James Antle explores for the Washington Examiner why gaffes on the campaign trail seem to have done more damage to Ben Carson’s presidential bid than to Donald Trump’s.

Republicans told the Washington Examiner that there is a big difference between Trump’s gaffes and Carson’s. So far, they said, Trump’s missteps aren’t undermining his supporters’ confidence in the way Carson’s are.

“No matter what you think of what he has to say, Trump exudes confidence,” said Republican strategist Ford O’Connell. “Carson gets that deer in the headlights look when he makes a mistake or doesn’t know what he’s talking about. The voters might not know that you’re wrong about an issue, but they will recognize a deer in the headlights.”

Paradoxically, Trump may benefit from his willingness to bluster through conflicts and even factual errors rather than apologizing for them. Meanwhile, Carson’s own camp has at times signaled that their candidate is dealing with a learning curve on major public policy issues.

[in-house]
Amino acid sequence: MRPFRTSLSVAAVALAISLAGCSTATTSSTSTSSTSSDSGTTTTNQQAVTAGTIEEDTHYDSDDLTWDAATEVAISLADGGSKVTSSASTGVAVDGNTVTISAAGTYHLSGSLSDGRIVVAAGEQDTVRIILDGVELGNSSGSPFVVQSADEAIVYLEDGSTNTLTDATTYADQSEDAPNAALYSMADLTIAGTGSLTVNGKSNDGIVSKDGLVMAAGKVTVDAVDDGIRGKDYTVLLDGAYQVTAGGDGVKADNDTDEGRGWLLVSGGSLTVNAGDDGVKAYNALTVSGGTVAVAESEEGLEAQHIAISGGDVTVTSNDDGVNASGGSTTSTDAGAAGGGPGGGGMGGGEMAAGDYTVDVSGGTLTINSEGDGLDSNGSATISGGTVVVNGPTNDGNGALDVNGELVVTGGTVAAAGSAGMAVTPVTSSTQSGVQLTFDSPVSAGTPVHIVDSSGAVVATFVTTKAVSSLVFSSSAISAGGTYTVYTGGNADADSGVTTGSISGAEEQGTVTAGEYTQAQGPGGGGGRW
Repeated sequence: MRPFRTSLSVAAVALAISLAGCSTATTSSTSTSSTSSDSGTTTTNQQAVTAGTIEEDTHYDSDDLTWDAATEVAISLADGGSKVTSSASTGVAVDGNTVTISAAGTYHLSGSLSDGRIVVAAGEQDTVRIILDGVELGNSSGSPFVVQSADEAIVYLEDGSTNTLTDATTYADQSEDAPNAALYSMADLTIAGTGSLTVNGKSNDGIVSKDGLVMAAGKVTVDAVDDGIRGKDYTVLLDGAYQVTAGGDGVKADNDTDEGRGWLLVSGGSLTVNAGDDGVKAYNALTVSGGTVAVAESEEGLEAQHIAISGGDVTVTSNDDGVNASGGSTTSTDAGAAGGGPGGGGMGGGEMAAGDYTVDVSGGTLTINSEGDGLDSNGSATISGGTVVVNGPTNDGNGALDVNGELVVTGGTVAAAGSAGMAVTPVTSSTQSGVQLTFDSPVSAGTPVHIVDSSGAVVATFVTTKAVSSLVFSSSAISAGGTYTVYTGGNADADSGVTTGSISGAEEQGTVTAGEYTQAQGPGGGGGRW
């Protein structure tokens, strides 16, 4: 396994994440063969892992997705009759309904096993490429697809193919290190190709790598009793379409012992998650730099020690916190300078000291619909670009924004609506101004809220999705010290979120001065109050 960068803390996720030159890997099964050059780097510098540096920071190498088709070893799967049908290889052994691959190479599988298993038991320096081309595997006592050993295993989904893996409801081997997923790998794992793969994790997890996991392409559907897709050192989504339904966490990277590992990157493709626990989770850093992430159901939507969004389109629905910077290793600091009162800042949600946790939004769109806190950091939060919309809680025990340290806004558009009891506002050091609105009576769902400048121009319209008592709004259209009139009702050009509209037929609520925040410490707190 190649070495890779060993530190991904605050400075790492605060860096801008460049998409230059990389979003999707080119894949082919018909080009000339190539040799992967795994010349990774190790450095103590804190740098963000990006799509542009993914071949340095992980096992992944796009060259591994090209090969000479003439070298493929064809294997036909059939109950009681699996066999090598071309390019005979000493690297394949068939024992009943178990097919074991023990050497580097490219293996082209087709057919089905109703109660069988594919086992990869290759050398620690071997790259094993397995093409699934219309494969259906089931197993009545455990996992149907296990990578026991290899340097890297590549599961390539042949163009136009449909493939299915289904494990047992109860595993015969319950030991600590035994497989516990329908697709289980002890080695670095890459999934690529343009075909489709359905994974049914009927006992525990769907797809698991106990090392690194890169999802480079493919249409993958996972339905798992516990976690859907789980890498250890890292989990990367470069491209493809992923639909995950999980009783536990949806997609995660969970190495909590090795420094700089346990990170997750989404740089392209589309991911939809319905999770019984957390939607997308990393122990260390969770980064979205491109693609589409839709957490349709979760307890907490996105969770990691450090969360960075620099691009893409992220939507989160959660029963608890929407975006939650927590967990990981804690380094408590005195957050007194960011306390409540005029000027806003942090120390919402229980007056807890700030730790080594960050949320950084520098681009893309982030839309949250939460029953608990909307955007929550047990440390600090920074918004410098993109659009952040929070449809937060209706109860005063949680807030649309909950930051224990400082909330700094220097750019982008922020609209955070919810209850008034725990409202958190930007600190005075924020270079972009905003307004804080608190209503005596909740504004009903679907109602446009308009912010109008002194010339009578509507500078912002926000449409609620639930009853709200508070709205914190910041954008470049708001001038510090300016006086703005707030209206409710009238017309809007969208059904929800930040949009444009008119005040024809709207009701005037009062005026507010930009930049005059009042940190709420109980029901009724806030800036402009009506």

While Trump and Carson are both political neophytes, the former has far greater experience dealing with the national media than the latter. Trump has been widely interviewed, has a proven track record of generating ratings as a reality television star, has personal relationships with some of the high-profile journalists and TV personalities covering him and began talking about political issues in public years before finally running for office.

None of this is true of Carson, whose impressive personal story had attracted attention before and who occasionally expressed his political opinions prior to challenging President Obama at the National Prayer Breakfast in 2013. But he has never had the level of exposure that would prepare him for the level of scrutiny a presidential candidate faces.